A discretionary approach to the Sec. 301 preemption inquiry has several advantages. First, it grants district courts the latitude to resolve a case promptly where the insubstantiality of the state claim is apparent. In this appeal, for example, we have the benefit of the district court's ruling that appellant's claim is insubstantial based on a careful exposition of West Virginia law. Second, the discretionary approach may spare the parties the burden of litigating a preemption issue where there is, in fact, no state claim to be preempted and where the underlying cause of action is patently without merit. Third, this approach provides the opportunity to have the case adjudicated in a single forum. Under the dissent's approach, this case would have to be decided by two courts rather than one despite the absence of any viable state cause of action. In a removed case, the litigants may be required to travel from state to federal court and back again to state court regardless of how frivolous the state claim may be.
We do not discount the desirability of having state courts resolve questions of state law which are genuinely unsettled or which hinge upon disputed facts. In such cases, a federal district court should resolve the Sec. 301 preemption inquiry at the outset of the litigation. Pendent jurisdiction is, however, a doctrine of discretion; Gibbs has never required that every pendent state claim be resolved on the merits by a state court. See Rosado v. Wyman, 397 U.S. 397, 402-05, 90 S. Ct. 1207, 1212-14, 25 L. Ed. 2d 442 (1970). Many courts of appeals, for example, have upheld a district court's resolution of state-law claims even after all federal claims have been dismissed from the action. See Province v. Cleveland Press Pub. Co., 787 F.2d 1047, 1054-55 (6th Cir. 1986); Union Nat. Bank of Little Rock v. Farmers Bank, 786 F.2d 881, 884 n. 2 (8th Cir. 1986); New York v. Shore Realty Corp., 759 F.2d 1032, 1037 (2d Cir. 1985); Ingram Corp. v. J. Ray McDermott & Co., 698 F.2d 1295, 1317-20 (5th Cir. 1983); Meyer v. California and Hawaiian Sugar Co., 662 F.2d 637, 640 (9th Cir. 1981); Lentino v. Fringe Employee Plans, Inc., 611 F.2d 474, 479-80 (3d Cir. 1979); Transok Pipeline Co. v. Darks, 565 F.2d 1150, 1155 (10th Cir. 1977); Galella v. Onassis, 487 F.2d 986, 996 (2d Cir. 1973); Brunswick v. Regent, 463 F.2d 1205, 1206-07 (5th Cir. 1972); Gray v. International Ass'n of Heat & Frost Insulators & Asbestos Workers, Local No. 51, 447 F.2d 1118, 1120 (6th Cir. 1971).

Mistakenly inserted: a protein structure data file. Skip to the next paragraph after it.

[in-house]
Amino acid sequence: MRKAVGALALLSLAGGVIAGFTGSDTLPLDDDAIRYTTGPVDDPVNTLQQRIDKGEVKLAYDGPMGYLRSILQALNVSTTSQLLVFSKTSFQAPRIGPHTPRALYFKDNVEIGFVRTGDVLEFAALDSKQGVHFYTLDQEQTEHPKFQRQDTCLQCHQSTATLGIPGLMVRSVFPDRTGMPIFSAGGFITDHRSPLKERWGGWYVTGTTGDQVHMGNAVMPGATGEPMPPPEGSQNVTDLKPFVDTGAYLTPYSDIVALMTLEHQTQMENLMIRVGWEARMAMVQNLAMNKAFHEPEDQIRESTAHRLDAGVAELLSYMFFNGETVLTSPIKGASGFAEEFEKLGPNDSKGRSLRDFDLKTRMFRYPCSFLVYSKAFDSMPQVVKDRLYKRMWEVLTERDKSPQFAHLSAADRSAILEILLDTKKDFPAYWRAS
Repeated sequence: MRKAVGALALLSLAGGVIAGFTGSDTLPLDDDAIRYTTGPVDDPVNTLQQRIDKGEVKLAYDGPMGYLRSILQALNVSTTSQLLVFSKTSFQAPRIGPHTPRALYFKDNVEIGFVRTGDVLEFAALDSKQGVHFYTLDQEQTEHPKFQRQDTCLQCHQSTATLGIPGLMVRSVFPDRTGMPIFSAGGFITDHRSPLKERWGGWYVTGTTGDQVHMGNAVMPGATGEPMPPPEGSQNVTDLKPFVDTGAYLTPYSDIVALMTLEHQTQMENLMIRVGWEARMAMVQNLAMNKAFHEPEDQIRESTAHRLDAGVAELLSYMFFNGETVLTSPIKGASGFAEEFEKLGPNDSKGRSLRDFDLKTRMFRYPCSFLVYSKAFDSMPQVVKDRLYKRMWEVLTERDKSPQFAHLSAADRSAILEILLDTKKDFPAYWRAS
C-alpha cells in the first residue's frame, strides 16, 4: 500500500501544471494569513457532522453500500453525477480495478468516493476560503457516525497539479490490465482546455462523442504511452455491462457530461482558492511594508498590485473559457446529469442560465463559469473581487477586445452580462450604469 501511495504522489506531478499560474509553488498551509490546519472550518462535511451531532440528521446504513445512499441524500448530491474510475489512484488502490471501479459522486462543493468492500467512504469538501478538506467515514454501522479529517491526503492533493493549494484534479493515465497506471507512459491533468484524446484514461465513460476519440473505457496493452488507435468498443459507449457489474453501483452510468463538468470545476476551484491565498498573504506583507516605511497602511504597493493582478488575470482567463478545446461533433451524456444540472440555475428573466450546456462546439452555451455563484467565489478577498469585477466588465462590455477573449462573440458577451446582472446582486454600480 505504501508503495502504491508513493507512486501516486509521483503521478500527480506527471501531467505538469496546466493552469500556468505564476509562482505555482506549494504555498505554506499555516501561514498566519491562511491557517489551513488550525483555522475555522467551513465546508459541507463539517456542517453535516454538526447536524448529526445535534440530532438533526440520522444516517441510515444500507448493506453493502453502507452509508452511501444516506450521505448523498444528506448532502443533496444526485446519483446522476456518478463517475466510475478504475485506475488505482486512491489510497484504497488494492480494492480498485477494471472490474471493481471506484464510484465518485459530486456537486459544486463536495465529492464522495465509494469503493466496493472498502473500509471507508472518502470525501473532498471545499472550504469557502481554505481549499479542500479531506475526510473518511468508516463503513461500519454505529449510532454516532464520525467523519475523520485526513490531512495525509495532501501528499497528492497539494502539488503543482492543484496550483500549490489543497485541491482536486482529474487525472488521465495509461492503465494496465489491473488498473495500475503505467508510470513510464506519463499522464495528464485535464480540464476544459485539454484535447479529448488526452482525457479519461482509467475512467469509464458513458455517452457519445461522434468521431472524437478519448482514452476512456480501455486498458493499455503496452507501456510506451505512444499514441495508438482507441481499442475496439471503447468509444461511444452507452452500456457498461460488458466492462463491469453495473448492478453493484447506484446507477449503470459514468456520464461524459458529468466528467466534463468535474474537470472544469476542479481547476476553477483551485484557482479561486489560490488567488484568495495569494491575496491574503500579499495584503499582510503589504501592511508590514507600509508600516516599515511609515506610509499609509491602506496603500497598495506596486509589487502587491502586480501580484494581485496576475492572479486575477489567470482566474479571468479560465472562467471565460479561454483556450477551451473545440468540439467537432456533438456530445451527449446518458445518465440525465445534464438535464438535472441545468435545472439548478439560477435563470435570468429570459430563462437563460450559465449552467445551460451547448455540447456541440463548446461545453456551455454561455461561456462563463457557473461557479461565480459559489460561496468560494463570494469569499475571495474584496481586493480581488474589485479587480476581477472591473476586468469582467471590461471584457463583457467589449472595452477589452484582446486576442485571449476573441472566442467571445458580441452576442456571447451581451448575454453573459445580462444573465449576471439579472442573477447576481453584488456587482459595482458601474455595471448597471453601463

In Gibbs, and in many of the above-mentioned cases, the federal question was resolved before the state claims were addressed. As we have noted, this is within the discretion of the district court. The substantiality of the federal question itself, however, not its place in the order of analysis, is what gives federal courts the power to resolve pendent state claims. Whether found in an original or removed case, the Sec. 301 inquiry presents a substantial federal question implicating important federal policies. See Caterpillar, 107 S. Ct. at 2425. Whether one addresses state claims on the merits before or after the preemption inquiry is therefore not dispositive under Gibbs. It is clear that a federal court may resolve a state-law claim "even if resolution of the state-law issues obviates the need to address the federal issues." Hillery v. Rushen, 720 F.2d 1132, 1140 (9th Cir. 1983), citing Siler v. Louisville & Nashville R.R. Co., 213 U.S. 175, 191, 29 S. Ct. 451, 454, 53 L. Ed. 753 (1909). Considerations of judicial economy and fairness emphasized in the Gibbs decision suggest that a case should be resolved sooner rather than later, and that additional analytical steps need not be taken to reach an outcome that would, in any event, be clear.
As the Supreme Court has recognized, state-law claims which may be preempted by federal law are particularly well-suited for resolution in federal court. See Gibbs, 383 U.S. at 727, 86 S. Ct. at 1139. See also North Dakota v. Merchants Nat. Bank & Trust Co., 634 F.2d 368, 371 (8th Cir. 1980). In such cases, the purported state-law claim is "so closely tied to questions of federal policy" that the argument for the exercise of pendent jurisdiction is a strong one. Gibbs, 383 U.S. at 727, 86 S. Ct. at 1139 (while the interrelationship of state and federal claims in preemption cases does not create federal question jurisdiction, "its existence is relevant to the exercise of discretion"). See also L.A. Draper & Son v. Wheelabrator-Frye, Inc., 735 F.2d 414, 428 (11th Cir. 1984); Jackson v. Stinchcomb, 635 F.2d 462, 473 (5th Cir. 1981). In Gibbs, as in this case, the federal claim was apparent from the face of the complaint. In a removed case, however, the federal claim may not have been stated on the face of the complaint. As indicated earlier, however, we believe that a federal court would have the power to address the merits of the state claim in order to determine its own jurisdiction under Caterpillar, 107 S. Ct. at 2425.